The P42DC has a maximum speed of 110 mph (177 km/h) compared to the 103 mph (166 km/h) maximum speed of the P40DC. Tractive effort is rated at 280.25 kN (63,000 lbf) of starting effort and 169 kN (38,000 lbf) of continuous effort at 38 mph (61 km/h) given wheel power of 3,850 horsepower (2,870 kW).[3]

P42DCs are used primarily on most of Amtrak's long-haul and higher-speed rail service outside the Northeast and lower Empire Corridors. They will be replaced on long-distance service by 125 Siemens ALC-42 Charger locomotives between 2021 and 2024, but will remain in service on shorter corridor trains.[18]

Via Rail Canada has utilized P42DC locomotives since 2001, when they replaced the LRC locomotives that year. They are currently on services with speeds up to 100 mph (161 km/h), mainly on the Quebec City-Windsor rail corridor.[19]


Metro-North P32AC-DM #207 in 2007

The P32AC-DM (GENESIS Series II, short for "Passenger, 3,200 hp (2,400 kW), Alternating Current, Dual Mode")[20] was developed for both Amtrak and Metro-North. They can operate on power generated either by the on-board diesel prime mover or power collected from a third rail electrification system at 750 volts direct current; the third-rail shoes are used on the over-running third-rail into Penn Station for Amtrak units and the under-running third-rail into Grand Central Terminal for Metro-North. The P32AC-DM is rated at 3,200 horsepower (2,390 kW), 2,900 horsepower (2,160 kW) when supplying HEP, and is geared for a maximum speed of 110 mph (177 km/h). Tractive effort is rated at 275.8 kN (62,000 lbf) of starting effort from zero to 14 mph (23 km/h) and 113.43 kN (25,500 lbf) of continuous effort at 40 mph (64 km/h) given wheel power of 2,700 horsepower (2,010 kW).[4]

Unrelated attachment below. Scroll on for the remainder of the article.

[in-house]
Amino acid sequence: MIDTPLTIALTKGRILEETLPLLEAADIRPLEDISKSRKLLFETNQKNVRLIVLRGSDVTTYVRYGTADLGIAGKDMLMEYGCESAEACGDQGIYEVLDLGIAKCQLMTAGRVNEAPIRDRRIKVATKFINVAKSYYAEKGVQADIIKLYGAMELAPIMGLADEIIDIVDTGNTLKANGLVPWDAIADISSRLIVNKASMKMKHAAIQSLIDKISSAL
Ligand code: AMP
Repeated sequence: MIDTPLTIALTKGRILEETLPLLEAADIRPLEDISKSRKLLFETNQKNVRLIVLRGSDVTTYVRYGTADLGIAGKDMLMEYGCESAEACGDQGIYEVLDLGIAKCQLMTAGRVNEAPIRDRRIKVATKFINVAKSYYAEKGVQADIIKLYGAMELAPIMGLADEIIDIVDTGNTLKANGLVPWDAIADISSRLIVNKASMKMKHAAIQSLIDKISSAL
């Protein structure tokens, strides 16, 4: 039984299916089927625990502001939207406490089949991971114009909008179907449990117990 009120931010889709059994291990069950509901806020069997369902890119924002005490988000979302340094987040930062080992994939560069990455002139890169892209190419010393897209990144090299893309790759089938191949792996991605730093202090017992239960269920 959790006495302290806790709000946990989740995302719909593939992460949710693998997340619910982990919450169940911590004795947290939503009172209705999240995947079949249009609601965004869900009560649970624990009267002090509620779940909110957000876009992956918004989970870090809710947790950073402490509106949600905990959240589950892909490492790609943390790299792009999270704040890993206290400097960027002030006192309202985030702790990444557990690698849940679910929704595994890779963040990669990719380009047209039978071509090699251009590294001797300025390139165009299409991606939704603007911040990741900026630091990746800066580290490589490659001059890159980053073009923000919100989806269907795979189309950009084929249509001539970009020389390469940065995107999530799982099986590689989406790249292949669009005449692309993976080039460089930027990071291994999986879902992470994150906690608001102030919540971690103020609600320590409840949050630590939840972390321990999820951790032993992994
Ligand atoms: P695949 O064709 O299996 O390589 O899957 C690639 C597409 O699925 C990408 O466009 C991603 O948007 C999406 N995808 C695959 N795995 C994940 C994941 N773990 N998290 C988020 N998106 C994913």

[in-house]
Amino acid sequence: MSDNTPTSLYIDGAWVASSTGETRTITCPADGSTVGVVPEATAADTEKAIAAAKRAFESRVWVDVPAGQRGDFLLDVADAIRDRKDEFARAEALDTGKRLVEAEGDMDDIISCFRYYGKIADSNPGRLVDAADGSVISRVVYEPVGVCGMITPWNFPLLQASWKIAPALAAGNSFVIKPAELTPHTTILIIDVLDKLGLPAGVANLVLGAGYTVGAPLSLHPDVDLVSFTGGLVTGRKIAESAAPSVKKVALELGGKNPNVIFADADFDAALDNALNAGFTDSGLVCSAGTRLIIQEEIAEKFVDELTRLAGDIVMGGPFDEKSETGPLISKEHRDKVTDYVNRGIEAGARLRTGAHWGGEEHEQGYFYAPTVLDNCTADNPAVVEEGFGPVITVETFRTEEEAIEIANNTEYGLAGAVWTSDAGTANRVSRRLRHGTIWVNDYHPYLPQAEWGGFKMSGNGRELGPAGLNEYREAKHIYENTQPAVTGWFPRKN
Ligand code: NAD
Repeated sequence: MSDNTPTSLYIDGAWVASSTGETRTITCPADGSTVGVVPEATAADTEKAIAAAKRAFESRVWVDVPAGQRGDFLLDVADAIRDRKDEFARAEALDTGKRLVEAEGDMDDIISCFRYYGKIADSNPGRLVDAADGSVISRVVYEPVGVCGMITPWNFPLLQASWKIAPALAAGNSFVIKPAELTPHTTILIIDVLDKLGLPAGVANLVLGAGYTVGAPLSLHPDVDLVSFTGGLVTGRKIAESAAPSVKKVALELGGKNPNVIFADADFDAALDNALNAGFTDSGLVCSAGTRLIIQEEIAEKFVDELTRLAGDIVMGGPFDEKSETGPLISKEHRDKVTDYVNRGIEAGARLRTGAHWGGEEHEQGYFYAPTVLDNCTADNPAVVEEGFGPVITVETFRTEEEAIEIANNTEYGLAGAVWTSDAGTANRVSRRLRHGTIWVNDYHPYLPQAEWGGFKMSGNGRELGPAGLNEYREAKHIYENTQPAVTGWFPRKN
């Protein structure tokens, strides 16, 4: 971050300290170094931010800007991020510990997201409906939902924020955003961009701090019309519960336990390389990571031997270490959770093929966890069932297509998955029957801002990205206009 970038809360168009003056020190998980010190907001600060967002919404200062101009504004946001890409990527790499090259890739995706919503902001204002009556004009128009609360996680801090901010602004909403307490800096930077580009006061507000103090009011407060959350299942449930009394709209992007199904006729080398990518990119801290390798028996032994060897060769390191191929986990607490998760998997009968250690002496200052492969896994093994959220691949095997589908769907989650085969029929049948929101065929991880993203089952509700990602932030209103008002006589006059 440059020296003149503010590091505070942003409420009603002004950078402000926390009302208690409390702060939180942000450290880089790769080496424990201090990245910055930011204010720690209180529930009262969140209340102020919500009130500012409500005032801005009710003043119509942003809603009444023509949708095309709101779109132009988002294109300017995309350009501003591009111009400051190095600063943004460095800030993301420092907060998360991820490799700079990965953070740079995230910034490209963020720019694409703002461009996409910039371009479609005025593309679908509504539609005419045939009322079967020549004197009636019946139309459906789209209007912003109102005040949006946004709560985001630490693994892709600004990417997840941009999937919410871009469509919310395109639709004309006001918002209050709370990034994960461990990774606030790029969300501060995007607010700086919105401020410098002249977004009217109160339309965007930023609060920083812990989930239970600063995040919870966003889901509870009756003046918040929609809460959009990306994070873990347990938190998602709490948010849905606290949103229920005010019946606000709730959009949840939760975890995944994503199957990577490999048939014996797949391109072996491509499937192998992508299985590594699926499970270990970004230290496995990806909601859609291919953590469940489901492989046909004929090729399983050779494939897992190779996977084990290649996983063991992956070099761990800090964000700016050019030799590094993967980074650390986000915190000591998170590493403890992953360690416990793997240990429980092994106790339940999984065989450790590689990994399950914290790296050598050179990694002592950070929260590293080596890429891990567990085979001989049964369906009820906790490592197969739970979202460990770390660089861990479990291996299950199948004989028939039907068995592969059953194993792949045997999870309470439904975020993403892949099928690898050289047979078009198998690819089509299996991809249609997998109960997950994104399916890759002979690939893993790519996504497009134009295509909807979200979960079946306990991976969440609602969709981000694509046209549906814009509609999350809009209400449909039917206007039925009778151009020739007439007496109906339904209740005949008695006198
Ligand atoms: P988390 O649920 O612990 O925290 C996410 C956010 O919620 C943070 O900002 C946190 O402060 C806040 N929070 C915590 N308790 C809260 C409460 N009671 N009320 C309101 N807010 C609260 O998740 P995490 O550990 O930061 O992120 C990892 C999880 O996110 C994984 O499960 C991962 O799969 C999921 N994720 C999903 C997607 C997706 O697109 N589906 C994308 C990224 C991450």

It's a P32AC-DM locomotive in late May 2023
P32AC-DM #212 In late May 2023

The P32AC-DM is unique as it is equipped with GE's GEB15 AC (alternating current) traction motors, rather than DC (direct current) motors as used in the other subtypes.[21] It is also only one of two modern American electro-diesel locomotives with third-rail capability, along with the EMD DM30AC operated by the Long Island Rail Road. NJ Transit and Exo's Bombardier ALP-45DP electro-diesel locomotive can operate from overhead catenary electrification.

The P32AC-DM is only used on services operating north from New York City, where diesel emissions through its two fully enclosed main terminal stations are prohibited. Amtrak rosters 18 P32AC-DM locomotives and uses them for its Empire Service, Ethan Allen Express, Lake Shore Limited (New York section), Adirondack, and Maple Leaf services, all of which travel to New York Penn Station. Metro-North rosters 31 P32AC-DM locomotives on push-pull trains to Grand Central Terminal; four are owned by the Connecticut Department of Transportation.

In December 2020, the Metropolitan Transportation Authority of New York board approved a Federal Transit Administration-funded $335 million contract for 27 dual-mode locomotives, based on the Siemens Charger design. The new dual mode locomotives will replace the 27 existing P32AC-DM locomotives used on Metro-North's Hudson Line, Harlem Line, and Danbury Branch; they will use third rail electric power to enter Grand Central Terminal. The order includes additional options for up to 144 more locomotives, which includes 32 additional for use by Metro-North, 20 for the New York State Department of Transportation (for Amtrak Empire Service trains), and 20 for the Connecticut Department of Transportation.[22][23]